From Brussels to the Climate Change Conference in Copenhagen by train
Written by Jean-Pierre Loubinoux, UIC director general
This month will be crucial for the future of humanity. World leaders from more than 65 countries and 15,000 participants will gather at the United Nations Climate Change Conference (COP 15) in Copenhagen to deliver a successor to the current climate change treaty: the Kyoto Protocol, expiring in 2012. Yvo de Boer, executive secretary of the UN Framework Convention on Climate Change (UNFCCC) stated: “COP 15 will be a turning point in the fight to prevent climate disaster, giving the opportunity now to shape our common future and that of generations to come, for the better.”
The International Union of Railways and its members are part of the cause the Train to Copenhagen project, jointly established with WWF and the United Nations Seal the Deal campaign. The aim of Train to Copenhagen is above all to support and encourage the decision-makers to deliver the successor to the Kyoto Protocol, the first international effort to cut green house gas emissions.
Train to Copenhagen seeks to convey the message that the next-generation climate agreement and its supporting policies and mechanisms need to address the transport sector’s growing emissions.
Transport & emissions
The transport sector is responsible for more than 20 per cent of global CO2 emissions and is the sector with the highest emissions growth in spite of all the technological advances. Today 95 per cent of the sector depends on fossil fuel and is responsible for 60 per cent of global oil consumption. Transport energy use is predicted to be about 80 per cent higher by 2030.
Rail is one of the least polluting transport modes, producing three times fewer CO2 emissions than a car and up to ten times less emissions than an airplane. Rail needs more attention with regard to its crucial role as part of the solution. Rail is ready to play its part as the backbone of sustainable transport systems and to provide solutions that ensure that the planet can fully benefit from the potential emissions reductions offered by rail.
Train to Copenhagen is all about people and our common future. Our Campaign aims to bring people to Copenhagen and Copenhagen to the people. On 5 December a special train, the Climate Express, will bring more than 450 climate change negotiators, business leaders and environmental activists to Copenhagen. The journey will be totally CO2-free, as the drawing power is entirely from renewable sources of energy. If the same group of people flew to Copenhagen instead of taking the train, they would produce 115kg CO2 per person.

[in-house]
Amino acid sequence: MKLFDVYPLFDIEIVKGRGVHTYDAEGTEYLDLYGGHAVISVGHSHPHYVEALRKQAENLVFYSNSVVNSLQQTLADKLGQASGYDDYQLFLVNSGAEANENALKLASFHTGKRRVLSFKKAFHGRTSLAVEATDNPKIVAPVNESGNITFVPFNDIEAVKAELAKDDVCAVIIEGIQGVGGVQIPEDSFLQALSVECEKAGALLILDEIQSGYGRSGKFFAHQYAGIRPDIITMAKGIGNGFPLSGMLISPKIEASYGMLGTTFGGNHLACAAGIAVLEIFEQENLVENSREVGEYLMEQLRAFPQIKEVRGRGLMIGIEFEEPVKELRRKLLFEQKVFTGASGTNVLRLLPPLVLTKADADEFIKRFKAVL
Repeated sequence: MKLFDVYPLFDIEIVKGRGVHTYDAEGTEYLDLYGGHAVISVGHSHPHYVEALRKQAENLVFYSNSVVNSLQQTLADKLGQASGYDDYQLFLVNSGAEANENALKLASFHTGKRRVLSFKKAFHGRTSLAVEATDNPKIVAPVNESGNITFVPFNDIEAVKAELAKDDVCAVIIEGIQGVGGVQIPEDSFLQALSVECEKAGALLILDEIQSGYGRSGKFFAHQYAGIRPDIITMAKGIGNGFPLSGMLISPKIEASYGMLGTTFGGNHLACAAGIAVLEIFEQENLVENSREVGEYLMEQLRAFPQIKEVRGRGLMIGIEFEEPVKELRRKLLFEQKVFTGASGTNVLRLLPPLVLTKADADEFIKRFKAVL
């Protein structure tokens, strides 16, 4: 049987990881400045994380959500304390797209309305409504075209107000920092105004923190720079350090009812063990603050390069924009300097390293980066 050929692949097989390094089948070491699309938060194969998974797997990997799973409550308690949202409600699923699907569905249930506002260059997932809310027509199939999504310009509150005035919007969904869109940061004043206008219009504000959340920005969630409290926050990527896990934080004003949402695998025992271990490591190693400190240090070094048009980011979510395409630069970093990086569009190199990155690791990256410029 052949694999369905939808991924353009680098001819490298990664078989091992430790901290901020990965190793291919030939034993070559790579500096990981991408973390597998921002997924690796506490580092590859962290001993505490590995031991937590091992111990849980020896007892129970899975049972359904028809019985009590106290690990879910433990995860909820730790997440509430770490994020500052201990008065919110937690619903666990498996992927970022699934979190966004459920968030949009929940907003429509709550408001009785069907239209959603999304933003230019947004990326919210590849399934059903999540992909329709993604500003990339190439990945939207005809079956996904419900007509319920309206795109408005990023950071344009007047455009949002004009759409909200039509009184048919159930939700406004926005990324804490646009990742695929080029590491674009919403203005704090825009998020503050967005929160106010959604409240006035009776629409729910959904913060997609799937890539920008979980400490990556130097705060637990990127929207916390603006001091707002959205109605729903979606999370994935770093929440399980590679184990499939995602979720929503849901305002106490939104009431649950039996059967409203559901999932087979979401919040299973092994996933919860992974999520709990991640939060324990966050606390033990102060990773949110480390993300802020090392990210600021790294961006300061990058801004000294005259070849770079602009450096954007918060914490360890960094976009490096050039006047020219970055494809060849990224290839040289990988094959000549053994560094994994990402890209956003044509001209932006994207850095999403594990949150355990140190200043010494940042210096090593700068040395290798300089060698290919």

We believe the key to combating climate challenge is through dialogue and cooperation. The Climate Express brings together different people and organisations, taking different messages to COP 15. The Climate Express thus also facilitates dialogue and cooperation between these people, and offers them inspiration and interesting conversations they might not otherwise expect to have in the lead-up to COP 15. This might give rise to new and much-needed creative ideas in combating climate change.
This symbolic train journey started a month ago with the UIC Climate Change and Rail Seminar on 5 November in the Japanese city of Kyoto – the birthplace of the current Climate Change Protocol. The seminar, co-organised with the Asian railways, highlighted how transport can be part of the solution in the fight against global warming. To underline what railways have to offer, a Global Rail Position Paper is on its way, carried by a group of Climate Experts by rail via Vladivostok, Moscow, Berlin and joining the Climate Express in Brussels before continuing to Copenhagen. Based on data from international railways, the paper advocates a shift to rail from road and air, to support the transition to low-carbon mobility.
There are two ways to achieve emissions reductions generally and more specifically in the transport sector: technological improvements and behavioural change. Hard work is being carried out in the railways to continuously improve the rail product and its sustainability advantages, including its energy efficiency by upgrading existing technology and new modes of propulsion.